|Buhler, Douglas - Doug|
Submitted to: Integrated Crop Management Conference Proceedings
Publication Type: Proceedings
Publication Acceptance Date: 12/3/1999
Publication Date: N/A
Citation: Interpretive Summary:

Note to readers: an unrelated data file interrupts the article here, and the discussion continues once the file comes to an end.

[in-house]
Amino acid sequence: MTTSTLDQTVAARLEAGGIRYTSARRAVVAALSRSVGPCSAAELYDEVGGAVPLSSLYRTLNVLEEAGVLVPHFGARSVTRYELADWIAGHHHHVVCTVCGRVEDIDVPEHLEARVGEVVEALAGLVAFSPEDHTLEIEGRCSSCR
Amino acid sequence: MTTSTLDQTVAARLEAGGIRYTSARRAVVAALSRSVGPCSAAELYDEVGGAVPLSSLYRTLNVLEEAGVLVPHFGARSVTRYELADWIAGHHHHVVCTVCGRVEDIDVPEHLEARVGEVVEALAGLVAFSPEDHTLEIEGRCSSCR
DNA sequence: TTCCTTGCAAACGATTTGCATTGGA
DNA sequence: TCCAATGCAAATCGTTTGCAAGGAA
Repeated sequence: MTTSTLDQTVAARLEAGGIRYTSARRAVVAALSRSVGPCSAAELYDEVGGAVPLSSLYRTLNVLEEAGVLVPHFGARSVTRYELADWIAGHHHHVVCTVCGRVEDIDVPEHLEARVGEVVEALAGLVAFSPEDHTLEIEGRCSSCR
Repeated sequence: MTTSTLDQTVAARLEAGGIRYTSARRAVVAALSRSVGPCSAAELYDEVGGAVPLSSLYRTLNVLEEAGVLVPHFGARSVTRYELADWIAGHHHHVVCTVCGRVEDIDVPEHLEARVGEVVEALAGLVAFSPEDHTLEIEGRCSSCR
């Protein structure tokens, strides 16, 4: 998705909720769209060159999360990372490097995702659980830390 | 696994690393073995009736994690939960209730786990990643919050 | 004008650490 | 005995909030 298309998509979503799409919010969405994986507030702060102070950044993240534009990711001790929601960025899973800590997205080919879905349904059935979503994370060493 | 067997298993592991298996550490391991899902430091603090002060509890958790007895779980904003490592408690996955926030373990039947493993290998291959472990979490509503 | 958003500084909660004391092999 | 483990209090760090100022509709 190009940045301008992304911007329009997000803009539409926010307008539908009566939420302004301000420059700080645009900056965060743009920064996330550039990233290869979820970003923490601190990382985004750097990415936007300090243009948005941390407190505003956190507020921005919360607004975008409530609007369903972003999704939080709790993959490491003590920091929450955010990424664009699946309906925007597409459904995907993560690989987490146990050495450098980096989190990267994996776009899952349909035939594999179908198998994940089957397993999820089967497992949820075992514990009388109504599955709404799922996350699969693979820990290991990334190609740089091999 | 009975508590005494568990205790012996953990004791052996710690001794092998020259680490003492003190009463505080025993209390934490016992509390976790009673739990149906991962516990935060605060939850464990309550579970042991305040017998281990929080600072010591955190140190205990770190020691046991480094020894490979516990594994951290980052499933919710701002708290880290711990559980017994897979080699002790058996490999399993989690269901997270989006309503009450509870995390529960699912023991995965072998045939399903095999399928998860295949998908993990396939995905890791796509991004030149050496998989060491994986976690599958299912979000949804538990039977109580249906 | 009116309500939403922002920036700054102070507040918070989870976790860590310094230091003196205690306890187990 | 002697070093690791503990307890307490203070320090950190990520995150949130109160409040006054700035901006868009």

Technical Abstract: A better understanding of weed biology is critical for the development of more efficient weed management systems. Improved information on weed biology provides the foundation for the development of new strategies and more efficient techniques to use these tools, resulting in more reliable weed management systems that are cost-effective and pose less threat to the eenvironment. Weed control recommendations typically provide information o appropriate tillage methods and herbicide selection. The information concerning weed infestations used to base these recommendations typically is not of sufficient detail to optimize the efficiency of these strategies. Information on weed populations can be improved by increasing the time spent scouting fields. However, time restraints during the busy spring season restrict this opportunity. This problem could be alleviated with an improved understanding of the environmental influences on emergence and growth of different weed species, therefore allowing us to predict when best to invest time in scouting. Armed with greater knowledge of weed populations and their development, a person could determine the optimum time for tillage and crop planting to reduce weed populations, maximize the effectiveness of mechanical weed control operations, and optimize the timing of burndown and postemergence herbicide applications. Understanding emergence patterns may also help in anticipating the response of weed populations to changing control and other management practices. Although there has been considerable research and modeling of weed emergence years, little effort has been directed toward development of multi-species emergence information for persons involved in weed management.